" But unlike Lehigh County, Cook County, on its website, provides a mission statement consisting of the aim to recognize the welfare of all children and their families based on public safety; it also is committed to "providing the guidance, structure and services needed by every child under its supervision" (2005, Internet). Thus, both of these juvenile probation departments have very similar goals, namely, to protect society from repeat offenders while providing equal and fair justice to the offenders, due to their age and, at times, negative social positions.
Eight specific objectives are also included in this mission statement -- to meet the special needs of each offender; to provide services to the community via sending probation officers into homes, schools and neighborhoods; to create strong relationships between probation officers and minors; to recognize the complexities of today's world and help parents to relate to their children in positive ways; to serve the needs of the minor offender while also maintaining the needs of the community; to use flexible supervision of offenders, either at home or in detention; to strengthen family relationships, and lastly, to "instill in all children a sense of responsibility for their actions and a belief in their own innate value and potential through a combination of individualized attention and community networking" (2005, Internet).
And like Lehigh County, Cook County has developed a number of innovative programs to combat juvenile crime; some of these programs have received much recognition from judges, probation officers, police organizations and community-based help organizations created to assist juveniles in a very complex and confusing world. Eight specific programs are listed on the Cook County website -- first, Station Adjustment Collaboration which makes it possible for all Youth Divisions within the Chicago Police Department to work together for delinquency prevention and intervention; the Community Liaison Program which identifies "local delinquency issues" and facilitates "community participation in a variety of programs;" the Diversion Compliance Program which interlinks the Cook County attorneys and probation officers; the Choices Program, a type of screening conference that offers advice on peer pressure related to drugs, alcohol, gang violence and the impact of one's actions on the community; the Violence Intervention Program, an educational system to inform offenders about gun violence and the victims of their offenses; the Victim Impact Panels for Minors, similar in nature to a mandatory course on the dangers of drunken driving; the Jump Start Program which gives young offenders a new head start in life after committing their crimes and serving time in jail, and finally, the Victim Advocacy Program whose goal is to "help reduce the immediate and long-term impact of being a victim while promoting the accountability of the offender" (2005, Internet).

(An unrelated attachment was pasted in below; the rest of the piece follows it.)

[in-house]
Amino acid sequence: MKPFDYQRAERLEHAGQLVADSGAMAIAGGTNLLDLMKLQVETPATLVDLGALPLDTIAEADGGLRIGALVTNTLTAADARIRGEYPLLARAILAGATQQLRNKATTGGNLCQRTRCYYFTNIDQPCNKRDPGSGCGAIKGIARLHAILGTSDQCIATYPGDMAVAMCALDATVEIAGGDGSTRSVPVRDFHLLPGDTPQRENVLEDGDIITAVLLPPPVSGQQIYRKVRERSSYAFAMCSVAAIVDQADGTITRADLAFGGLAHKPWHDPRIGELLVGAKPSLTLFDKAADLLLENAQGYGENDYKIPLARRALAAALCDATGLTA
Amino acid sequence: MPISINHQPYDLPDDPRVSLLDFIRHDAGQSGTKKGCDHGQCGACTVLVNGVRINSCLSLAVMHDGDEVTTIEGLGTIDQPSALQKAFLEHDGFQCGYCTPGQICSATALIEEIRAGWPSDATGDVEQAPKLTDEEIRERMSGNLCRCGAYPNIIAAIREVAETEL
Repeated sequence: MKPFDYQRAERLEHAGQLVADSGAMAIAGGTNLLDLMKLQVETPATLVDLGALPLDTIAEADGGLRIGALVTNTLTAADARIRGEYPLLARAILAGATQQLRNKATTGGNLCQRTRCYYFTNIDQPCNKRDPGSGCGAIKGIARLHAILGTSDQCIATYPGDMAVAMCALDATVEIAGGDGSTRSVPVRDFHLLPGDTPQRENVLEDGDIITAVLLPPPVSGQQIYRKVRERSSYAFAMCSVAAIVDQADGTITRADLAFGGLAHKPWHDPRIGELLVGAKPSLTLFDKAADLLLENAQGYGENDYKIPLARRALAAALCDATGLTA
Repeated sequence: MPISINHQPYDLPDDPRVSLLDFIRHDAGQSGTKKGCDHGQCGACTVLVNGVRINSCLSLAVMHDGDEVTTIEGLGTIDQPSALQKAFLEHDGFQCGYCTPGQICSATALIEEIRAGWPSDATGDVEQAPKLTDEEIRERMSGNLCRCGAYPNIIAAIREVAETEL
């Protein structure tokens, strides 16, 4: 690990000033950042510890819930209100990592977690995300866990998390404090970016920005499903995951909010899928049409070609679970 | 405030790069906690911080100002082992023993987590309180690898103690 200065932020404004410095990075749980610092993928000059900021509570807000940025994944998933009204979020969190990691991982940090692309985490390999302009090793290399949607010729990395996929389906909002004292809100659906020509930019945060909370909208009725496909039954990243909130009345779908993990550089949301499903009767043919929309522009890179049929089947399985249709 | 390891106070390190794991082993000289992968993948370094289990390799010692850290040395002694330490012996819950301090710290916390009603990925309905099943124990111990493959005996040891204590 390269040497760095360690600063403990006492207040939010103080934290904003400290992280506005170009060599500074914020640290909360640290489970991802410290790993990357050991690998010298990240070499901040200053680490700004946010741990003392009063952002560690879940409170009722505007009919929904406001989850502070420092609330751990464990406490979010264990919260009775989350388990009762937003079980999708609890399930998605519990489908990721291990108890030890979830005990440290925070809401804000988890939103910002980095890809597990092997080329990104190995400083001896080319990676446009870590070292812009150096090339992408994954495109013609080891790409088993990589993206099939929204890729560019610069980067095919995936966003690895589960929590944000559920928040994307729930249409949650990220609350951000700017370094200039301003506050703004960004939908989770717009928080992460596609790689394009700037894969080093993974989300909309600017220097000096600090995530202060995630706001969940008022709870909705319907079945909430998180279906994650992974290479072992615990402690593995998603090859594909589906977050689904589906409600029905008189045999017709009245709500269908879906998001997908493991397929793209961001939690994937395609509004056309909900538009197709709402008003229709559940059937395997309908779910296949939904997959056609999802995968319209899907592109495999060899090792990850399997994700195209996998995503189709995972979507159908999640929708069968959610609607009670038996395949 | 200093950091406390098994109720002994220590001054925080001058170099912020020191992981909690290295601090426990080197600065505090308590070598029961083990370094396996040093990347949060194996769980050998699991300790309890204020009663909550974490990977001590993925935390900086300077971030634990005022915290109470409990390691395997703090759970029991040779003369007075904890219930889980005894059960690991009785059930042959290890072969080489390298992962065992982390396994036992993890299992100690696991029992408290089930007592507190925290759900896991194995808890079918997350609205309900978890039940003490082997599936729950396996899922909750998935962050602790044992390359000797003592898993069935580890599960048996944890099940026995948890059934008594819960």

The successes and failures of these two prominent programs is difficult to determine, mostly because the individual websites do not offer any statistics as to success or failure of their specific programs. However, it is clear that any juvenile probation program, no matter how intricate or complex, contains aspects for failure, due to the overall nature of juvenile crime and its impact on society. Both of these programs appear to be highly effective in eliminating or deterring juvenile crime, no doubt as a result of their national recognition for true achievement in this subject. As to improving these programs, a dose of good, old-fashioned reality in the form of harsh imprisonment and the so-called "tough love" approach would surely help to minimize juvenile crime by showing exactly how brutal and callous reality can sometimes be, especially in the life of a young offender who, in most cases, must be forced to confront his/her own mortality and have some remorse for their illegal actions against society.
"Court of Common Pleas -- Lehigh County, Pennsylvania." (2005). Juvenile Probation Department. Internet. 2005. Accessed August 30, 2005. http://www.